|Age||Children 7-10||X Children 11-14||Mixed Ages||Virginia Standards of Learning|
English 3.1, 3.2, 3.8, 4.1, 4.2, 5.1, 5.2, 6.1, 6.2, 7.1, 7.3, 8.3
Health 3.1, 3.2, 4.2, 4.7, 5.1, 5.2, 5.4, 6.1, 6.3, 6.4, 7.3, 8.4
|Setting||X Classroom||Camp||X Either|
Project Skill: Describing media images of men and women, discussing how we view our bodies
Success Indicators: As a result of this activity, children will be able to:
- differentiate between body sizes portrayed in “media” and in “real” life
- express a positive attitude and respect towards different-sized and shaped persons, including one’s own body
- learn that thinness does not necessarily equate with “healthy”
Life Skills: Accepting differences, Character, Self-esteem
Preparation Time: Bring DVD. Review discussion questions.
- Computer with video and LCD projector, or DVD player
- Looking at Looks (VCE publication 348-245)
- How Do YOU See Yourself? (VCE publication 348-254)
- Body Talk DVD (grades 4-6)
- Hand out How Do YOU See Yourself? to the class before showing the video. Ask them to circle the size they think best represents them. Then have them put a star above the figure that they consider “ideal.”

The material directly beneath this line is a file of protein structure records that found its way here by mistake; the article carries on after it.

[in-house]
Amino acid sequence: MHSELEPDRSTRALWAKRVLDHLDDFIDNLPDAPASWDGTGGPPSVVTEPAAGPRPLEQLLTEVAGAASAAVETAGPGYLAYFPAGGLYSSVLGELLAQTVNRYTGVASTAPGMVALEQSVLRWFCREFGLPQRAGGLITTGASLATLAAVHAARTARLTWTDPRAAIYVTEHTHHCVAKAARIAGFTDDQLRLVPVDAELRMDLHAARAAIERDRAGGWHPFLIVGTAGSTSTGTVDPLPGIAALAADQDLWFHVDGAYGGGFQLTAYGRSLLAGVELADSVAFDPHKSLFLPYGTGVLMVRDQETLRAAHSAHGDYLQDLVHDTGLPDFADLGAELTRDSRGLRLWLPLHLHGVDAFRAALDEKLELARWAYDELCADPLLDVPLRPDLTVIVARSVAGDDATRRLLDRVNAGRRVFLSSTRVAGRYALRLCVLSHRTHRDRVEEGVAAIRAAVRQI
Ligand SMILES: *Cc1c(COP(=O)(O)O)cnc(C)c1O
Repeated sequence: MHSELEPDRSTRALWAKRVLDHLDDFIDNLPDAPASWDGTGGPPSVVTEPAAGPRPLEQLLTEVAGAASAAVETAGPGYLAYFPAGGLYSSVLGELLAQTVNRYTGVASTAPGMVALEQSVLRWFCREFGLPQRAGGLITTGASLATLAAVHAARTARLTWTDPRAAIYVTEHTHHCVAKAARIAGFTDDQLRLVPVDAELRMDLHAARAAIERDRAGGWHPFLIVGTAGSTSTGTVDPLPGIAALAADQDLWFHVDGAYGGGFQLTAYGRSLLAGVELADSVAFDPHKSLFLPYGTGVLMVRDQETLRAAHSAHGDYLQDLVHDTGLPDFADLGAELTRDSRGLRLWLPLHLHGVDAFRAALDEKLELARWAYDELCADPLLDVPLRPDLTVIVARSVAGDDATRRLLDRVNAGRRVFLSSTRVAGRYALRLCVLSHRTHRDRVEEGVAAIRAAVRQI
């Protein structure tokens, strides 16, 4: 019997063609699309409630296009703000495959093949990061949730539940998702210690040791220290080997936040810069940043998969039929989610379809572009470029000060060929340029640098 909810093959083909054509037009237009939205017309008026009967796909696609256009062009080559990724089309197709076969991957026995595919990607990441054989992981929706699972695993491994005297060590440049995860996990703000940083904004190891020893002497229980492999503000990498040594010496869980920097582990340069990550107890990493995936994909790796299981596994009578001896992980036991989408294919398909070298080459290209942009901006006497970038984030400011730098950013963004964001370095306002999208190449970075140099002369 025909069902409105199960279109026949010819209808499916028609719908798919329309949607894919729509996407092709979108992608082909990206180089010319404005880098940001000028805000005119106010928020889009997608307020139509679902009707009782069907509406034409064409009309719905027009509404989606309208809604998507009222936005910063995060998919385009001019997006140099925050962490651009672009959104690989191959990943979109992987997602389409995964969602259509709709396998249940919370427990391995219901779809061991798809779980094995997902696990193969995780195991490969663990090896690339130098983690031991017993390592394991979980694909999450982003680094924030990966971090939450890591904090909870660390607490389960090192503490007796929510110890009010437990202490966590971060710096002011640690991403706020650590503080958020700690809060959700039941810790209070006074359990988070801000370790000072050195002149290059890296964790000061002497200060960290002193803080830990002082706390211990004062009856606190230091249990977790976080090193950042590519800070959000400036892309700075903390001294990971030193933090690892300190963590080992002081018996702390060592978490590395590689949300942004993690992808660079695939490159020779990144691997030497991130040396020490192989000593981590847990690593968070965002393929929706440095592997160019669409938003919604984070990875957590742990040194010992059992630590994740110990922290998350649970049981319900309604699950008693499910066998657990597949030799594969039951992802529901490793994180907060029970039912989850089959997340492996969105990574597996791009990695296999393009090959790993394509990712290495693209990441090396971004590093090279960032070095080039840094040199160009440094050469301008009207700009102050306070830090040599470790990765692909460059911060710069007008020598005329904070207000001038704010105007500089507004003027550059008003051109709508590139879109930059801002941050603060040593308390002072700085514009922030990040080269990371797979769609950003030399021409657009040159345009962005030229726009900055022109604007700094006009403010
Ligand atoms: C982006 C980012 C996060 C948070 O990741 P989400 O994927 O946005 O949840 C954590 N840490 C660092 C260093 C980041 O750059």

- Show the Body Talk DVD. You don’t have to show the whole video.
- Go over the discussion questions.
- Distribute the Looking at Looks handout. Have students share their reactions to the statements.
- Give students a few minutes to absorb the video and respond to questions.
- What did the individuals in the video say that you agreed with? Disagreed with?
- How did it feel to hear what they were saying?
- What were some common thoughts you heard?
- Why is it important for other people to know how other kids your age feel?
- What are some of our ideals about “looks”?
- How have you changed your ideas about your own size as a result of this activity?
- What are some ways you can feel good about your size and looks?
- Where else in your life is body image or appearance an important factor
|Be positive about your body and yourself.|
You can’t change your height and frame, but you can change your attitude.
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Virginia Cooperative Extension materials are available for public use, reprint, or citation without further permission, provided the use includes credit to the author and to Virginia Cooperative Extension, Virginia Tech, and Virginia State University.
Issued in furtherance of Cooperative Extension work, Virginia Polytechnic Institute and State University, Virginia State University, and the U.S. Department of Agriculture cooperating. Edwin J. Jones, Director, Virginia Cooperative Extension, Virginia Tech, Blacksburg; M. Ray McKinnie, Administrator, 1890 Extension Program, Virginia State University, Petersburg.
December 14, 2011